I have also updated the 2012 Timeline article for Private Road members.We are one month into the crash already and backroom problems are about to hit the front page of the papers. Just listen to this interview from the “Ron Paul” of the UK – Nigel Farage:

MEP Nigel Farage

http://www.kingworldnews.com/kingworldnews/Broadcast/Entries/2012/4/19_MEP_Nigel_Farage.html

 

Yes, Nigel is working with the “Good Guys” in Europe (note that he was a gold trader for 20 years!)....

 

 

And this is an extract from Bix Weir's article:

And this brings me to my last and probably the most amazing story of hidden gold (if true).

 

# 2 The Grand Canyon National Park...King Solomon's Mines or El Dorado?

 

In the late 1800's and early 1900's crazy rumors started floating around the Southwest United States about Egyptian cities being found at the northern end of the Grand Canyon. The story went that while traveling down the Colorado River an explorer discovered a secret cave that was filled with egyptian artifacts, texts and ruins. In 1909, an article was written about the find in the Arizona Gazette:

 

http://www.crystalinks.com/gc_egyptconnection.html

 

Continuing down this path there is a very interesting book called "Lost Cities of North and Central America" by David Hatcher Childress that discusses this lost city. Listen to this YouTube interview with him as he discusses a very interesting theory that the Grand Canyon may be the site of the famed King Solomon Mines. The interview can be heard here:

http://www.youtube.com/watch?v=B-CEJy6KgGk

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Erm, most of the posters on the gold thread?

 

Nothing would surprise me. Gold could just as easily drop to $500 as rise to $2000. The central banks are working to cap it below $1650.

 

Are you still comfortable with that narrative? ("central banks are working to cap it")

I don't really see it as a very complete story.

 

Of course, there are mnay folks who want to see the Gold market and the Gold crisis as a battleground between evil central banks and noble and determined hard money advocates to purchase gold to fight the risks of money printing.

 

I think an understanding like that is very incomplete. But I do understand that many still see it like that.

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From Bix Weir

And this is an extract from Bix Weir's article:

 

Interesting.

Bix comes up with a figure of 1.5 Million tonnes - about 10X the "official" figure.

 

That's what my research said, and I wrote here and elsewhere, that it might be important.

And that Jim Sinclair could be a paid ramper, controlled by the Illuminati.

 

It is interesting to see that Bix is now backing up the first point.

Will others come to back up the second possibility ?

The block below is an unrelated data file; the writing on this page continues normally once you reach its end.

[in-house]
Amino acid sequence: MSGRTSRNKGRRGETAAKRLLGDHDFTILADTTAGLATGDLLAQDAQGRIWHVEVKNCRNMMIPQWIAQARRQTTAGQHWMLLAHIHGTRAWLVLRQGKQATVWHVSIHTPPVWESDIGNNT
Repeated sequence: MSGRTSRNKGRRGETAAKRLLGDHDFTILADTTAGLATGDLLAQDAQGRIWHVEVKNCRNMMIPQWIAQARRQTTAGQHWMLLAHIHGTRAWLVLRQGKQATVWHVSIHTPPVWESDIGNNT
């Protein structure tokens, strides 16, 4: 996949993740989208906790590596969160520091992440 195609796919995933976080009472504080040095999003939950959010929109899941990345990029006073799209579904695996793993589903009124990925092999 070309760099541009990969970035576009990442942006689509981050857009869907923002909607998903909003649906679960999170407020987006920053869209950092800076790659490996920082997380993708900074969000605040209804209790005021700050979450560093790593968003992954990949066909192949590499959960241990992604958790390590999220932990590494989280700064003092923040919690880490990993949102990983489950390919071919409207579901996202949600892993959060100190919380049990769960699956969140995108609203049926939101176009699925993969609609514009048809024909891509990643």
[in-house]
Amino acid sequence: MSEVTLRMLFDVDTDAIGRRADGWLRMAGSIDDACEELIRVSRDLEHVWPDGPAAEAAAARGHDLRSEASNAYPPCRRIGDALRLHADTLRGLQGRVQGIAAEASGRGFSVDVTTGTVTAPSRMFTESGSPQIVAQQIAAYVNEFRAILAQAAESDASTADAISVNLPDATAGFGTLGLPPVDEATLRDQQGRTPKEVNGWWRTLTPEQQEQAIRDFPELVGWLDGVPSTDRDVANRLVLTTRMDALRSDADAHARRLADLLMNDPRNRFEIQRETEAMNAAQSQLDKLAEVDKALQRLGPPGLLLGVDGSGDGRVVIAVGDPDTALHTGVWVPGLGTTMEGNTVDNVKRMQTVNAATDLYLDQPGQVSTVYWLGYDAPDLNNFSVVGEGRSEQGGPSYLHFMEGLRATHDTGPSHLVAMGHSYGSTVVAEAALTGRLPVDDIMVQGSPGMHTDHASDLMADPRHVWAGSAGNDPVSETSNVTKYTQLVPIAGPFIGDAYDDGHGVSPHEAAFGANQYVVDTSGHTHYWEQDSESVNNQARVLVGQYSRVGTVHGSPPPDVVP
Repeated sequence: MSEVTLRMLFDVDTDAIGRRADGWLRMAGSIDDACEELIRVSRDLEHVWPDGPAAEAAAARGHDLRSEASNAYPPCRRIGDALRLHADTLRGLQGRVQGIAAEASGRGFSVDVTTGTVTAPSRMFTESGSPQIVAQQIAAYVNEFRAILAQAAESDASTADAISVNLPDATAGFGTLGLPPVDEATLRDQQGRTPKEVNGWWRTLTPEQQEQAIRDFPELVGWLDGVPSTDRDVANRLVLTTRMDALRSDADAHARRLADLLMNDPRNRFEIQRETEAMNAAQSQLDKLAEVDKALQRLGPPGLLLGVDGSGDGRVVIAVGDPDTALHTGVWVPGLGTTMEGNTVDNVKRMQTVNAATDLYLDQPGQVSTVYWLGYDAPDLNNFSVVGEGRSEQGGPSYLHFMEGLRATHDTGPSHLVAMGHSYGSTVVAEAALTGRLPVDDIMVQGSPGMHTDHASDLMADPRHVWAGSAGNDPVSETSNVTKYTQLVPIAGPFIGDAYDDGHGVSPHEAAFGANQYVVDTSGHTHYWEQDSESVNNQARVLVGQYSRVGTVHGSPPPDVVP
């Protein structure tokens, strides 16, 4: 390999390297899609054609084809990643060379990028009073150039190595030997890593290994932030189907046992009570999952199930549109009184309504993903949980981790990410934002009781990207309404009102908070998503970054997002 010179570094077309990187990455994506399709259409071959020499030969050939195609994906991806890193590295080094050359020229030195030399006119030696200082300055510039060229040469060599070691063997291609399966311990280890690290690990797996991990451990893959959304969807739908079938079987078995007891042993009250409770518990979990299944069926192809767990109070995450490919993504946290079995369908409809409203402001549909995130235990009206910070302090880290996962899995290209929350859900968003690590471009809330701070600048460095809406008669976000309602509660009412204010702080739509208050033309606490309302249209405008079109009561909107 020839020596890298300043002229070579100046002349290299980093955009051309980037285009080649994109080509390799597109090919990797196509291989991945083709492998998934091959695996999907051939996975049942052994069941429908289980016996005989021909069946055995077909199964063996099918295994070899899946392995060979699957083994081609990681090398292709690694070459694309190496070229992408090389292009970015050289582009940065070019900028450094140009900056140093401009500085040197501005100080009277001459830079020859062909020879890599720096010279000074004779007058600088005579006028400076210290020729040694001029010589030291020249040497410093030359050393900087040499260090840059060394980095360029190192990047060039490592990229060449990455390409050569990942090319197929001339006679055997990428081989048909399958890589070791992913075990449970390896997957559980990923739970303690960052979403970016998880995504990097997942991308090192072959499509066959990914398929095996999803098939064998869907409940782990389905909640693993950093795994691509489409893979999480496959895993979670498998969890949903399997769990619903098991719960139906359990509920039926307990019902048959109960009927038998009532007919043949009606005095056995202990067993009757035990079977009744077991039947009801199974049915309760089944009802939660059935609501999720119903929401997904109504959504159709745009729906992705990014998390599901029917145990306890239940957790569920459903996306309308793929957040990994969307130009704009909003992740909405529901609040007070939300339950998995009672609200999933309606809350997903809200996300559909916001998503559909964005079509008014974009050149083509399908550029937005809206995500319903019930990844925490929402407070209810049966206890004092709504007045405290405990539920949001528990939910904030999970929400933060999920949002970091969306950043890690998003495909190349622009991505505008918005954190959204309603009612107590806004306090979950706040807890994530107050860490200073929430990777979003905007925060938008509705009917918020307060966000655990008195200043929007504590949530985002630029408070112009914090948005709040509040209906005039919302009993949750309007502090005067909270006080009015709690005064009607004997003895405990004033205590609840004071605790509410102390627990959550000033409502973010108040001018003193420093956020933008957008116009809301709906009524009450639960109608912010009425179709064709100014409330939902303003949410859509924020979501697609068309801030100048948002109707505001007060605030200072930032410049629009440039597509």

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The entire world outside of Europe and North America is increasingly on its way to ditch the dollar. This fact is not being reported in the MSM. Copyright issue prevents me from posting this article, so please go to the source of the article:

 

Ditching The Dollar

More on link:

http://www.caseyresearch.com/cdd/ditching-dollar

 

Snip

In fact, they are doing more than pondering. Over the past few years China and other emerging powers such as Russia have been quietly making agreements to move away from the US dollar in international trade. Several major oil-producing nations have begun selling oil in currencies other than the dollar, and both the United Nations and the International Monetary Fund (IMF) have issued reports arguing for the need to create a new global reserve currency independent of the dollar.

 

The supremacy of the dollar is not nearly as solid as most Americans believe it to be. More generally, the United States is not the global superpower it once was. These trends are very much connected, as demonstrated by the world's response to US sanctions against Iran.

 

US allies, including much of Europe and parts of Asia, fell into line quickly, reducing imports of Iranian oil. But a good number of Iran's clients do not feel the need to toe America's party line, and Iran certainly doesn't feel any need to take orders from the US. Some countries have objected to America's sanctions on Iran vocally, adamantly refusing to be ordered around. Others are being more discreet, choosing instead to simply trade with Iran through avenues that get around the sanctions.

=== ===

 

 

I will be watching Casey,

to see if he is willing to investigate "the amount of Gold that exists",

as Bix Weir is doing

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Interesting.

Bix comes up with a figure of 1.5 Million tonnes - about 10X the "official" figure.

 

That's what my research said, and I wrote here and elsewhere, that it might be important.